Carriage donation is truly Marvel-ous!

CARRIAGE frank calhoun carlton Huhn

Georgetown native Frank Calhoun, left, and longtime horse-breeding partner Carlton Huhn stand next to the carriage they donated to the Nutter D. Marvel Carriage Museum’s collection.

GEORGETOWN – Officially, Georgetown native Frank Calhoun turned 80 years old Tuesday, July 28.

Last Saturday, his birthday was celebrated early by family, friends, schoolmates and members of the Georgetown Historical Society at the Nutter D. Marvel Carriage Museum – the new home for a nostalgic piece of history.

Mr. Calhoun and longtime horse-breeding partner Carlton Huhn passed the ownership reins with a carriage donation to the Marvel Museum’s impressive collection.

“The gift of the carriage to the Nutter Marvel Museum is greatly accepted by the Board of Directors,” said Georgetown Historical Society President Jim Bowden. “And we’d like to think of this as not just another nice carriage that we put in our display but this is almost like a homecoming. Frank is a native son of Georgetown. Frank’s and Carlton’s gift to the Historical Society is greatly appreciated. We’d like to think that this is going to be Frank’s legacy here in Georgetown – his hometown.”

In addition to museum display, carriages are used in the parade during Sussex County’s unique post-election Return Day tradition.

“I want to thank you for thinking of us,” said Rosalie Walls, Sussex County Return Day President. “This will be a wonderful addition. I just can’t thank you enough – you and Carlton.”

Mr. Calhoun noted that the carriage’s most recent restoration was done by Earl Lloyd, among those on hand for the presentation/unveiling.

The carriage, a Stanhope Trap model made by W.E. Burns & Bros. in Harve de Grace, MD., has an award-winning past.

“This carriage appeared at Montpelier for the Carriage Association event and I won the family class,” Mr. Calhoun said.

carriage carlton jim bowden and frank calhoun

Carlton Huhn, Georgetown Historical Society President Jim Bowden and Frank Calhoun at the July 25 carriage donation at the Marvel Museum.

After graduating from Georgetown High School in 1953 and the University of Delaware in 1957, Mr. Calhoun earned degrees from Georgetown University Law School and University of Baltimore Law School that led him to a career in Washington, D.C. He was hired during the Lyndon B. Johnson Administration as a legislative attorney for the U.S. Congress, and then he was instrumental in setting up the U.S. Department of Transportation.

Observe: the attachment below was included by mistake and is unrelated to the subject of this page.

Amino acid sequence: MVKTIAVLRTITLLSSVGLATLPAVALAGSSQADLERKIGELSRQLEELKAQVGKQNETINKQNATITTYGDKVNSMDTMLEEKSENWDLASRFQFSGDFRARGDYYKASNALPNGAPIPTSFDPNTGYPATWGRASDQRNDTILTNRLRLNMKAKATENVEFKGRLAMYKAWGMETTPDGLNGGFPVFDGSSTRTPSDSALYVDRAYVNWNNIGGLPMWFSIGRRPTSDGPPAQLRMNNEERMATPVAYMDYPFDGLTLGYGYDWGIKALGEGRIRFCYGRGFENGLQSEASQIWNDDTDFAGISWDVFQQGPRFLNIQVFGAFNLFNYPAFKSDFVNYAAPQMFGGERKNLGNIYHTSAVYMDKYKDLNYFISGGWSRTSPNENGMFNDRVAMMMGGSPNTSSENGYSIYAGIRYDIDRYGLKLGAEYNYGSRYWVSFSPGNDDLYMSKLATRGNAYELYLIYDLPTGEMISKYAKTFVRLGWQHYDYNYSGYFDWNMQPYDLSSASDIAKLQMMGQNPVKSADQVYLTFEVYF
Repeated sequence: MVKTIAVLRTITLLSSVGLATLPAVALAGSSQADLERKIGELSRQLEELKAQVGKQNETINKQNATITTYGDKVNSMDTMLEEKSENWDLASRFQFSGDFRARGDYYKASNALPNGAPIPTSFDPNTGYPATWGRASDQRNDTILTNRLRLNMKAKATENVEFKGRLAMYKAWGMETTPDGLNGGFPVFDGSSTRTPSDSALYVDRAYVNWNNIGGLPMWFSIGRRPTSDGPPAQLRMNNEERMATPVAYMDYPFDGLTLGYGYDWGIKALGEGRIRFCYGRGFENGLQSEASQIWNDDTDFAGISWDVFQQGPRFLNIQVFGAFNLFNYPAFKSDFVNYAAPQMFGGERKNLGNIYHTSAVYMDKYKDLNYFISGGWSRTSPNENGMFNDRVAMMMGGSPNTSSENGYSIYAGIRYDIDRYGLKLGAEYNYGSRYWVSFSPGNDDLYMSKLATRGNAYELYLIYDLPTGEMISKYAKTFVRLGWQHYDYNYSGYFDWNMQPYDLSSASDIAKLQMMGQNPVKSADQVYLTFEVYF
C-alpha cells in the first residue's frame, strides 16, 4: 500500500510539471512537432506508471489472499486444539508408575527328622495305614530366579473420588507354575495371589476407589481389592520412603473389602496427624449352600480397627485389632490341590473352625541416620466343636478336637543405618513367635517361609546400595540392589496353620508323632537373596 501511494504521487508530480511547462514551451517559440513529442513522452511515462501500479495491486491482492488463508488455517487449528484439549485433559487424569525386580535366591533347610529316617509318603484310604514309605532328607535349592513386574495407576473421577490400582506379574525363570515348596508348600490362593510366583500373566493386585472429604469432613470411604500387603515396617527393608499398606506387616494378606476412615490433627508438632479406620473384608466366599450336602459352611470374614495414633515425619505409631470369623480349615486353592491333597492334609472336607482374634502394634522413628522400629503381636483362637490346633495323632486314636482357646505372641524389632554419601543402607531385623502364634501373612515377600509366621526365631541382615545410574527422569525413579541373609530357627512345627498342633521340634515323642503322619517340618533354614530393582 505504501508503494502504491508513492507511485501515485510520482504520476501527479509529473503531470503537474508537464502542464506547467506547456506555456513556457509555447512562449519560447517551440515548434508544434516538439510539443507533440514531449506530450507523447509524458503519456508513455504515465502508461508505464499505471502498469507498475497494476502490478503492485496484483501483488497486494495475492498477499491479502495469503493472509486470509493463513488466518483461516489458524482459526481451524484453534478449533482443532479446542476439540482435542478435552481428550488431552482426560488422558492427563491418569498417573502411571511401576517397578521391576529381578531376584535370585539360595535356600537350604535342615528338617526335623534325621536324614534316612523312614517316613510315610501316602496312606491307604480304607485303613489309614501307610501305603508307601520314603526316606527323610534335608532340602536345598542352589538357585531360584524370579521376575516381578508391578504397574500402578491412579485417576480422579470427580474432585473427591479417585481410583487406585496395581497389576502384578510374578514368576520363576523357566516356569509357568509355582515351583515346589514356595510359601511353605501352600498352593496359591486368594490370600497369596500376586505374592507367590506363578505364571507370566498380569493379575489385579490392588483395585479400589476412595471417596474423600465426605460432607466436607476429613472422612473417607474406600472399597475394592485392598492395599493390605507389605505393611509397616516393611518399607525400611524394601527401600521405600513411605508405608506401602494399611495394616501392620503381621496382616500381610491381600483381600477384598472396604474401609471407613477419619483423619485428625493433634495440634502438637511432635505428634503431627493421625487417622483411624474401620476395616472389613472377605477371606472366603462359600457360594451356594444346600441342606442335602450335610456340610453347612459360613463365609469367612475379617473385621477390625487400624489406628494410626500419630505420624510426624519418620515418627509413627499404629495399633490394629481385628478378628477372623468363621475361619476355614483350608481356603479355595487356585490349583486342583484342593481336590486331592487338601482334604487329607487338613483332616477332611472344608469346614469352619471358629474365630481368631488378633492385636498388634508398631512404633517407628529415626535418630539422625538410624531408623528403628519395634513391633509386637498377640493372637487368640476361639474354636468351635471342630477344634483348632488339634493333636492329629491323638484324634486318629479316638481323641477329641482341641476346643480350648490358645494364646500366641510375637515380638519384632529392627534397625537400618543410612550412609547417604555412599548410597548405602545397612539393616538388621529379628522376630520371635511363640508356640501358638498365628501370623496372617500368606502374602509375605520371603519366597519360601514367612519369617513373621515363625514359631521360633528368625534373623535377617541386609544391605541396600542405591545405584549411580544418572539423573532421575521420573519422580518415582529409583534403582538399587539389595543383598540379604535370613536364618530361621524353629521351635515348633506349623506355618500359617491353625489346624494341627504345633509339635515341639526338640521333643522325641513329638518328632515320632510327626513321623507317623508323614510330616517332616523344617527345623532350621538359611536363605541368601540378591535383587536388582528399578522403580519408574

“I was there 38 1/2 years,” Mr. Calhoun said.

Family ties are the connection with Nutter Marvel and horses.

“My father was Delaware Harness Racing Commission for 30 some years and a good friend of Nutter,” said Mr. Calhoun.

Mr. Calhoun and Mr. Huhn began breeding Morgan horses at Harmony Hall along the Potomac River in the 1980s.

“We have been breeding Morgan horses for 35 years. Frank’s father had carriages,” said Huhn.

“Carlton’s family introduced me to Morgan horses. I used to go horse shows and help them with their carriage horses,” said Mr. Calhoun, who now resides near Charlottesville, Va., in Crozet that is home to their 100-acre horse farm.

“This is a great asset to the museum,” said Sussex County Return Day Director Terry Johnson, a passionate historian who entertains numerous projects at the Marvel Museum.

“We’re going to be able to show this off for many generations to come,” said Mr. Bowden. “It’s great that we can preserve this history and show the young kids where we came from.”

Tom Marvel, grandson of Nutter Marvel who passed away 27 years ago, attended the ceremony.

“I’m glad that everybody is working so hard to keep this legacy of his alive and moving forward,” Mr. Marvel said. “This is something that will be relished for a long time.”


News Editor Glenn Rolfe can be reached at

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